BOZEMAN — The Big Sky Conference announced a new media rights deal with ESPN+ earlier this month, a move that has received glowing reviews across the Montana State campus already.
Per the terms of the agreement, the subscription service will broadcast more than 600 men’s and women’s sporting events each year. Further, ESPNU will televise two football games each season, along with one regular season men’s basketball game and the championship games for men’s and women’s basketball.
The partnership vastly increases the league’s visibility across the country, which will pay dividends for its member institutions, said MSU athletic director Leon Costello.
“I think the reaction from our coaches, our staff and our student-athletes has been wonderful,” he said. “I think they all understand the power those four letters brings, and being associated with that is definitely a positive move for all of our programs. I think from a conference perspective, it’s definitely a positive to be associated with that brand.”
The deal with ESPN replaces the partnership with Pluto TV, which previously aired the league’s contests for free. ESPN+ will require a subscription. Costello said the Big Sky has one year remaining with ROOT Sports for the airing of various sporting events.
Costello, who sits on the Big Sky’s media and technology committee, said MSU and other league members can retain some local rights to their contests, which was a critical selling point.
He said the Big Sky owns the rights to all conference matchups and arranges with media outlets — like ROOT, ESPN or Pluto TV — to broadcast those games. MSU owns the broadcast rights to its nonconference games and partners with the collegiate sports marketing company Learfield IMG College to sell those rights to local media outlets, which most recently has been SWX.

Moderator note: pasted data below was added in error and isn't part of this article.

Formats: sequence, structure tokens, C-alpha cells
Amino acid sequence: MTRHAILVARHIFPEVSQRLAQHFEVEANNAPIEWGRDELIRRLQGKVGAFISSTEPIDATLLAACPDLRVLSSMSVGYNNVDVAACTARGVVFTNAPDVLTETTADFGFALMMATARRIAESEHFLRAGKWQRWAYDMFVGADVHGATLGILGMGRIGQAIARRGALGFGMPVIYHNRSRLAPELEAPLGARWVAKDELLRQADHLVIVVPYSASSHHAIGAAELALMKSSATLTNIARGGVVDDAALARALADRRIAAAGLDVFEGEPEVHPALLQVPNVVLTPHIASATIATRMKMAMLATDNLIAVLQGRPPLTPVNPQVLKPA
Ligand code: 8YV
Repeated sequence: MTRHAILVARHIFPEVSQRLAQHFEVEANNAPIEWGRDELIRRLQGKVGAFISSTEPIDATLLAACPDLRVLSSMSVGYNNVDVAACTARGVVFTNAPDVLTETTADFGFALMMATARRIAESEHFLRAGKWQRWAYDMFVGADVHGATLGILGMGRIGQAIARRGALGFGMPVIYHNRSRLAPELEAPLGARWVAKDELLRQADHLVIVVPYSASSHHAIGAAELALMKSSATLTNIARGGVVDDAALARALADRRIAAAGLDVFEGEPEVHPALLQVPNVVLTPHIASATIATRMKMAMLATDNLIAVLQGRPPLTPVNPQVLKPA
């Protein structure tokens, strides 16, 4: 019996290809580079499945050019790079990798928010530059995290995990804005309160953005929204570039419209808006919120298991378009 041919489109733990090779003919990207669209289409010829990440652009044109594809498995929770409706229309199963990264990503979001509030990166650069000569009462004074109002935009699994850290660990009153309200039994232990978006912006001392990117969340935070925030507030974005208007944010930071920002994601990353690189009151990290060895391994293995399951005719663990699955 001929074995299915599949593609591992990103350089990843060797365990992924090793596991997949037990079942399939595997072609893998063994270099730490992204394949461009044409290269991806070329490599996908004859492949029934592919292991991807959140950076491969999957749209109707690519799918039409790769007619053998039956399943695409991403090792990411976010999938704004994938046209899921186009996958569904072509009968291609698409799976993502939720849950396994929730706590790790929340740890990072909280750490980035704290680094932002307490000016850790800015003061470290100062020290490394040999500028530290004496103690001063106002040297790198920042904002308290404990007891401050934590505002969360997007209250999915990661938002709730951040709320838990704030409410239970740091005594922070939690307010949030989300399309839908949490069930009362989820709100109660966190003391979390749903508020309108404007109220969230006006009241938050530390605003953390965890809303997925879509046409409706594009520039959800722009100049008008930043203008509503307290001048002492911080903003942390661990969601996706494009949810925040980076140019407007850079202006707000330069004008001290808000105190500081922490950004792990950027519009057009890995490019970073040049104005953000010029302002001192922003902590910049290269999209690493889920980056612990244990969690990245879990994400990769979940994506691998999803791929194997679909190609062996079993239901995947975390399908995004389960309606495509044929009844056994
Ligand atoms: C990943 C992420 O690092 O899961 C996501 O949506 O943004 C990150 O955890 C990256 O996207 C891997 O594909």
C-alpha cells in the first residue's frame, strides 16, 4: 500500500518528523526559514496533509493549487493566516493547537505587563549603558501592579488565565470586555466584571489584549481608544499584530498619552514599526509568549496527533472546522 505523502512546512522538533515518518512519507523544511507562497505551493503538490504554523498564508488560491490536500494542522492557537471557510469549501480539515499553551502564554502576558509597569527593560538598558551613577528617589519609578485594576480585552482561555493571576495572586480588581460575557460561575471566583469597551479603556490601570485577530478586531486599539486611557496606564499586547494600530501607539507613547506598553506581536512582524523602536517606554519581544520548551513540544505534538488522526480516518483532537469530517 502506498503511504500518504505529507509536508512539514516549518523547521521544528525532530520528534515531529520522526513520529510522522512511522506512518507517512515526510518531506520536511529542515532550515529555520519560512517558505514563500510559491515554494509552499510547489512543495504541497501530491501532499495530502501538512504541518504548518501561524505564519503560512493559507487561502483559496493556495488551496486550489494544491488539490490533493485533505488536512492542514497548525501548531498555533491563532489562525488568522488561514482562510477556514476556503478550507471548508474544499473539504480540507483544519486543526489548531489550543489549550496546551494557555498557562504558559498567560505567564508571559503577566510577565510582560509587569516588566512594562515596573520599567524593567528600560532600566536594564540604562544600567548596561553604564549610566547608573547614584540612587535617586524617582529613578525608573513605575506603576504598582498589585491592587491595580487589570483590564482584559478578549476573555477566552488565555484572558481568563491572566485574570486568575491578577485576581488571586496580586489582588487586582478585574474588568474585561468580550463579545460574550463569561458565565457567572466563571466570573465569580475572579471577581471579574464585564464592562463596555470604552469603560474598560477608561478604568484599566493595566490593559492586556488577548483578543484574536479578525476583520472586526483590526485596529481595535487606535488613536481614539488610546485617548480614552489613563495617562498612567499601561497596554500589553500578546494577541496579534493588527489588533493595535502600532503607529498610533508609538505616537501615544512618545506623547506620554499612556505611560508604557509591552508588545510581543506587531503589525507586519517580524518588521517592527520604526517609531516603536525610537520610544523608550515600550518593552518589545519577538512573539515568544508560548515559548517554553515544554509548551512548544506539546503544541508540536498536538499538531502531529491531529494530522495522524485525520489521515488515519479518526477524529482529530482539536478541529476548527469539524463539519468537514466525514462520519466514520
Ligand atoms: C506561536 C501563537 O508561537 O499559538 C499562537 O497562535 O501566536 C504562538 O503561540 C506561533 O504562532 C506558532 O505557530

Costello explained that whichever conference games ESPN+ does not choose to broadcast itself are then available to be sold to local outlets. That being said, those games are still available through that platform.
“Part of this relationship is working with ESPN+ to share that feed with ESPN+ so it’s on an over-the-air station here locally, but if you’re out of market you’ll still be able to watch us on ESPN+,” Costello said. “So it’s really the best of both worlds.”
Costello said MSU fans can expect to see football, men’s and women’s basketball, volleyball and indoor track and field on ESPN+ throughout the year. Outdoor track and field is also a possibility.
ESPN+ broadcasts are not available internationally yet. Still, the opportunity to be seen nationwide through an easily accessible platform has sparked some excitement.
“It’ll allow even more people to have access and watch our games,” said MSU men’s basketball player Xavier Bishop. “It’s a great opportunity that allows us to get more coverage.”
Bobcats women’s basketball head coach Tricia Binford said the enhanced visibility could help the league when the NCAA Tournament’s selection committee gathers and starts deciding on seeds.
“When they’re looking at giving a one-bid league an opportunity to get a better seed, they’ve got to be able to have some familiarity with us,” she said.
Bishop also noted how impactful it will be for teammates’ families to watch their games if they can’t make it in person. That point was echoed by Binford and MSU men’s basketball head coach Danny Sprinkle, who also saw the potential benefits the partnership could have on recruiting.
“I want to make it really clear how thankful we were to have Pluto TV,” Binford said. “First of all Pluto was free, and people still had access to see every game. That in itself was a great step. ESPN+ is just the next step. (Pluto TV) was a great option for us to tell parents where exactly they would go. This just expands it a little bit more because there’s more familiarity with how to get to ESPN+. I think it’s just going to reach further.”
Sprinkle added: “Everybody’s got it on their phone. You can watch it on TV. Now it’s going to be across the entire country. Pluto was great, but not everybody is watching Pluto either. Everybody knows ESPN and that brand.”